Protestors at the University of Missouri have recently drawn criticism regarding the rights journalists maintain as afforded by the First Amendment; however, this media attention has provided the public with a diversion from a tense atmosphere and allegations of rampant racism on the Missouri campus that originally drew the protests.
The series of racial issues, including swastikas being drawn in feces, led to hunger strikes, protests and the football team’s threat to boycott their next game, according to U.S. News.
A viral video of Tim Tai, a student photographer, being prevented from taking pictures has drawn the attention of the nation. The photojournalist was a student at Mizzou, and was attempting to get pictures of an event occurring on public grounds. As a photojournalist, he was well within his rights and attempted to explain this to the protestors several times.
We truly appreciate having our story told, but this movement isn't for you.
— ConcernedStudent1950 (@CS_1950) November 9, 2015
It is vital to remember that the First Amendment not only protects the protestors, but also journalists right to report events that are happening. “ConcernedStudent1950” tweeted “We truly appreciate having our story told, but this movement isn’t for you” according to Fortune magazine. While the protestors at Mizzou have a right to assembly, and that right is to be respected by all, the same goes for the freedom of speech and the freedom of the press, which must be respected equally.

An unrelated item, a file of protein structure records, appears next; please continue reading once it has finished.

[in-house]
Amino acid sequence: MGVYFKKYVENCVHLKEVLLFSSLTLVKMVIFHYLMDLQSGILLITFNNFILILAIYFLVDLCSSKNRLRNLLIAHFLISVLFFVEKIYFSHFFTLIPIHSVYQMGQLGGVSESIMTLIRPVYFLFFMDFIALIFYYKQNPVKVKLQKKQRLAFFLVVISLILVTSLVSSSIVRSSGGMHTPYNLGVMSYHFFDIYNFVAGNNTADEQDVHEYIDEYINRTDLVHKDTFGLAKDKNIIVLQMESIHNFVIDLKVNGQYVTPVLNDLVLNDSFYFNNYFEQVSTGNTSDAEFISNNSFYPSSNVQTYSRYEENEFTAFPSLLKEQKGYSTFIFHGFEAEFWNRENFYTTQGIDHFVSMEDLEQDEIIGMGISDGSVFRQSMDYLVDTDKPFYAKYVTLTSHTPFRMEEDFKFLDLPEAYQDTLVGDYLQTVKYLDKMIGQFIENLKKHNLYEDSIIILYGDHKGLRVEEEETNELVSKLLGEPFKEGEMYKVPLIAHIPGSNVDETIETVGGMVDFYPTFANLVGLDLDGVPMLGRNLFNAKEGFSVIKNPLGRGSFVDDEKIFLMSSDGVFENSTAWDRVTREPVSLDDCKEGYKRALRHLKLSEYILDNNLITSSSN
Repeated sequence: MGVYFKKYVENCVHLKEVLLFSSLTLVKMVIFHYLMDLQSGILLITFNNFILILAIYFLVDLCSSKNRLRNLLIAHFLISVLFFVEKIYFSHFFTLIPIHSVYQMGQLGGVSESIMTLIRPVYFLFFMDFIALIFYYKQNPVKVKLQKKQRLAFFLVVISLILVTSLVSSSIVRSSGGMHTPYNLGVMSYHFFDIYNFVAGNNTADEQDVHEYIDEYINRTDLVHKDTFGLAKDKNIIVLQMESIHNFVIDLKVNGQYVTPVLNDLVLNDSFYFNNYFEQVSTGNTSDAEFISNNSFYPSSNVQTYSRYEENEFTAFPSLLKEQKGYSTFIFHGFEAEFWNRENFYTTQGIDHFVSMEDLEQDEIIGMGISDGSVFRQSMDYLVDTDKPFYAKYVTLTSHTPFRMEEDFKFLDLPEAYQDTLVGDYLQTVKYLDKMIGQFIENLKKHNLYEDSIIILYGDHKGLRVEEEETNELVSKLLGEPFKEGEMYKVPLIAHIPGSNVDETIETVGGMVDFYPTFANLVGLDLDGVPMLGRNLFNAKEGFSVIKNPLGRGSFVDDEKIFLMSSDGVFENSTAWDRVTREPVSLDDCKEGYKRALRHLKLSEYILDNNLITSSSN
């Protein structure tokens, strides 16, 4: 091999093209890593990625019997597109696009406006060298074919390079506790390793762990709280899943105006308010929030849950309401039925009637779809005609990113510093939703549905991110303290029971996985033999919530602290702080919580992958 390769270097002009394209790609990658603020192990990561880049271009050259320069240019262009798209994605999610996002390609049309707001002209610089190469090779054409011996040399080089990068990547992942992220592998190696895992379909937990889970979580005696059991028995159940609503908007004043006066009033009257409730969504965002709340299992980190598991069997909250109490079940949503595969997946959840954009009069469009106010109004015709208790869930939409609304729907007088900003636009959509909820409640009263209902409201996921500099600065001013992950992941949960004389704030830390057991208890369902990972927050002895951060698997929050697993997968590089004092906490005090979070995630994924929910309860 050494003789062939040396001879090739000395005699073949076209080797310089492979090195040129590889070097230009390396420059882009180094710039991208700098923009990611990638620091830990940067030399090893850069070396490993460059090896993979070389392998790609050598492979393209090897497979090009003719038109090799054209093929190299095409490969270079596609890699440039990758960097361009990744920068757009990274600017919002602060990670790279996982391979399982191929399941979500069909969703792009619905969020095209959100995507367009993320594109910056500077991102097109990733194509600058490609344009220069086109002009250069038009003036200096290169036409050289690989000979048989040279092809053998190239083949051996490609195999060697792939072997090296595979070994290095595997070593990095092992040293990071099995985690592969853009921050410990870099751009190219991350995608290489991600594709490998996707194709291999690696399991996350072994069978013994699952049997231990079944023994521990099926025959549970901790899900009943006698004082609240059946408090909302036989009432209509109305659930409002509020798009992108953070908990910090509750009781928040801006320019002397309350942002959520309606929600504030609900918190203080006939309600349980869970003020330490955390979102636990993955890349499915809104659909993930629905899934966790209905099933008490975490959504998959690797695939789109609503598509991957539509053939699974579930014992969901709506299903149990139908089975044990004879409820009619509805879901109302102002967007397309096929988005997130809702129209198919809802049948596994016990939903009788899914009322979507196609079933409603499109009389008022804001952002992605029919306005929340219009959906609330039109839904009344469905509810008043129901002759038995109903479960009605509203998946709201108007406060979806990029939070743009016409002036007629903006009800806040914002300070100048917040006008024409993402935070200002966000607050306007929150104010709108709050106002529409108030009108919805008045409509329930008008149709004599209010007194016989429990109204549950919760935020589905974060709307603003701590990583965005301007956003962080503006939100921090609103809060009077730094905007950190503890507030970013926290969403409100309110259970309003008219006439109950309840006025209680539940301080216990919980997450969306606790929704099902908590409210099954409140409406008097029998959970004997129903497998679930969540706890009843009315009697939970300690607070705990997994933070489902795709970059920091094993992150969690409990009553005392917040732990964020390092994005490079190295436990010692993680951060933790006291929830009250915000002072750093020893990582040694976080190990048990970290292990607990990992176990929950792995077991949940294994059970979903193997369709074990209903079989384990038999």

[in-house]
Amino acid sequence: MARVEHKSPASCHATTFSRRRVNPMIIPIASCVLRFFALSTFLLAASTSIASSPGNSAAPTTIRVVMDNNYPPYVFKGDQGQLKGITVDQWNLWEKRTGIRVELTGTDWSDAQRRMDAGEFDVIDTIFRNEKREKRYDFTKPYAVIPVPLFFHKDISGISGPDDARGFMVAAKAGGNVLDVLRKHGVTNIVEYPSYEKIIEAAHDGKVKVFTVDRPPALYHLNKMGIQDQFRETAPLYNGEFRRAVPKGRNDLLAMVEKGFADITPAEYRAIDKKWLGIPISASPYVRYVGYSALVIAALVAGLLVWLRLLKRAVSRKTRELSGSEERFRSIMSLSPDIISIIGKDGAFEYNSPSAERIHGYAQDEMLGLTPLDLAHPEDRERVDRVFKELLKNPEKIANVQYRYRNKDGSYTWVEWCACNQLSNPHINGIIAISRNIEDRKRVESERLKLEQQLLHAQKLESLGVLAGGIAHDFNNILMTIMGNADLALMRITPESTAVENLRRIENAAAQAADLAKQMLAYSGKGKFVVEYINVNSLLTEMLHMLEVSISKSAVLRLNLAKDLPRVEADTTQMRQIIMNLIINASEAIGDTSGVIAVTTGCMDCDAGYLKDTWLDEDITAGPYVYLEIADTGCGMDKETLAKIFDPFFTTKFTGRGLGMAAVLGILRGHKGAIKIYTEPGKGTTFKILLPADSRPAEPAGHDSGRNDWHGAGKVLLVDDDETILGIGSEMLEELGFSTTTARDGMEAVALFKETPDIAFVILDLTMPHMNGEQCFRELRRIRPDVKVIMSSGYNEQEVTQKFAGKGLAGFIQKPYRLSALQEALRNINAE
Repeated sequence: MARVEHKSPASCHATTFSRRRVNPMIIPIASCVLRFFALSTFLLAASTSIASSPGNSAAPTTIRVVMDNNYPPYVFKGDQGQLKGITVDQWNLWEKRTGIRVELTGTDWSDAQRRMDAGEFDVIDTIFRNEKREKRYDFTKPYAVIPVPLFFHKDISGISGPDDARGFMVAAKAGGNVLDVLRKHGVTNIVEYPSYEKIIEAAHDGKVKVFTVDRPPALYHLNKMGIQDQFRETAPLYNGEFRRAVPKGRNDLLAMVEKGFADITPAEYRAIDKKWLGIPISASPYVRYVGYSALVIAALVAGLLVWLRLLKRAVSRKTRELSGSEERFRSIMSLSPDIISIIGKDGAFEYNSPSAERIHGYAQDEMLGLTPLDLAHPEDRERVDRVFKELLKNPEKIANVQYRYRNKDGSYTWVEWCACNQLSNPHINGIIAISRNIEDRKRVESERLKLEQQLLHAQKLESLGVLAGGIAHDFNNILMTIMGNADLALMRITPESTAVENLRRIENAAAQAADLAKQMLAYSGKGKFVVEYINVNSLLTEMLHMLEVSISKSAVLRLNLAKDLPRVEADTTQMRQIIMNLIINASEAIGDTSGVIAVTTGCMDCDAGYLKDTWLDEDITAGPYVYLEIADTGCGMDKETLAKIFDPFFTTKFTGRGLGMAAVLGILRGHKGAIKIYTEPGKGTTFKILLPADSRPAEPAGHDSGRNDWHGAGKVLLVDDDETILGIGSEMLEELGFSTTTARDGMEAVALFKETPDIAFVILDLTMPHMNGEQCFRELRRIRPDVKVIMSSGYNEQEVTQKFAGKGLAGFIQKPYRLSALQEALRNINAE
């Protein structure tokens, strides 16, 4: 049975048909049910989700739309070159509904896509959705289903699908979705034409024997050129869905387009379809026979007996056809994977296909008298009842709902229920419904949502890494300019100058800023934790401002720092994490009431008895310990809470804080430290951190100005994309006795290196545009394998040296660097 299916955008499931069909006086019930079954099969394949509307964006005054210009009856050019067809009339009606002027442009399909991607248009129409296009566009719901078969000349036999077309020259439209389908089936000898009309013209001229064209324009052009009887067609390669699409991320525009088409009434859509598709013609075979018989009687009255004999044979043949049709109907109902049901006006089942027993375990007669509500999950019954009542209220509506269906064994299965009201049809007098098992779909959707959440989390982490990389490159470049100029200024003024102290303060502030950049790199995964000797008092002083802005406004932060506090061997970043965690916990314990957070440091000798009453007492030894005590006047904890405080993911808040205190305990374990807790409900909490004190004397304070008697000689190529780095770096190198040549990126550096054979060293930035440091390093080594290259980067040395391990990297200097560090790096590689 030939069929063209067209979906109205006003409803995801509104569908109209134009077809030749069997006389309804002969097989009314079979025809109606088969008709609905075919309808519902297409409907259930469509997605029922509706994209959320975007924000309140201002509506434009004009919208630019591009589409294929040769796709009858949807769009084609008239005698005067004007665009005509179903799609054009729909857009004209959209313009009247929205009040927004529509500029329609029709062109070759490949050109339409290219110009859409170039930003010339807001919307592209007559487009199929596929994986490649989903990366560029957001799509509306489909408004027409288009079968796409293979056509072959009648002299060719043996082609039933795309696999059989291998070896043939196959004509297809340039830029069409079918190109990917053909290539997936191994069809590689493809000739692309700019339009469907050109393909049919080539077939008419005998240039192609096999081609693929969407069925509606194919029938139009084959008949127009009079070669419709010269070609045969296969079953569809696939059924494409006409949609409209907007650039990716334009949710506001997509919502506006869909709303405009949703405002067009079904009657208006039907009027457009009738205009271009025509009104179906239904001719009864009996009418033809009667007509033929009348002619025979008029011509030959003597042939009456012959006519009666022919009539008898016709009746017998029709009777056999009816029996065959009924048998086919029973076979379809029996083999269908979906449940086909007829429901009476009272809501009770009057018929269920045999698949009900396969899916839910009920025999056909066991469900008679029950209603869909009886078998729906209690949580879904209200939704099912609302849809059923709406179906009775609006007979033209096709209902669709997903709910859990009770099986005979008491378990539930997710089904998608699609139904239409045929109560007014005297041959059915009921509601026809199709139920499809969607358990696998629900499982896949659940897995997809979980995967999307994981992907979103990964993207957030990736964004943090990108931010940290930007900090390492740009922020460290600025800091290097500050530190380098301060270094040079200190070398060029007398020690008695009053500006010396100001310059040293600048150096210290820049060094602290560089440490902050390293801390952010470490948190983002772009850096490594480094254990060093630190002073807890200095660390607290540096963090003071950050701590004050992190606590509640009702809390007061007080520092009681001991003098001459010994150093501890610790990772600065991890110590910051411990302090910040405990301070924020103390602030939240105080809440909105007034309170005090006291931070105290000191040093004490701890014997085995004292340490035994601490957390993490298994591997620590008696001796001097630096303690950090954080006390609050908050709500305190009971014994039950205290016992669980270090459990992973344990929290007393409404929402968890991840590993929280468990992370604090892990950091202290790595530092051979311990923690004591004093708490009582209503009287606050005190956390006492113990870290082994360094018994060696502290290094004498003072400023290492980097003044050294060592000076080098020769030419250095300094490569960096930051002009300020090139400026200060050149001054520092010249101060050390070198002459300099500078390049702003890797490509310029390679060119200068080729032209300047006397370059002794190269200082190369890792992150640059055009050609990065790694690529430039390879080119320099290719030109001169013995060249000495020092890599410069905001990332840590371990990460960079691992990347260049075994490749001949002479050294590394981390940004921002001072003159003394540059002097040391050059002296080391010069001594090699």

While we empathize with the need for privacy of the protestors, reporting allows the rest of the nation to see and understand these protests. The UConn community is standing with the students of Mizzou, as seen by campus events such as the “Speak Out” event where students and faculty gathered on the seal in Fairfield Way to demonstrate support. However, the power and necessity of such activism cannot violate the fundamental rights guaranteed to the press.
While Tai’s composure and behavior fall within a responsible use of his first amendment rights as a photojournalist, the event cannot be used to discredit the entire movement. The press and media should remember that the protest held far more students and faculty than those in the video who were preventing Tai from taking documentation.
By portraying this handful of individuals as representatives for an entire movement, the media is working against the students and faculty of Mizzou by detracting the attention from the heinous actions that led to the protest in the first place.
A journalism professor instigated this unfortunate interaction by asking for “some muscle” to block out Tai’s view, violating the fundamental principles of the subject to which she dedicated her life. Tai’s right to photograph the protestors was not malevolent, and the rights of journalists should not, as with the rights of protestors, be violated by anyone. However, these individuals cannot be taken as a measure for the entire movement, for the issues raised at Mizzou and at other college campuses across the U.S. are real and pressing and must be addressed.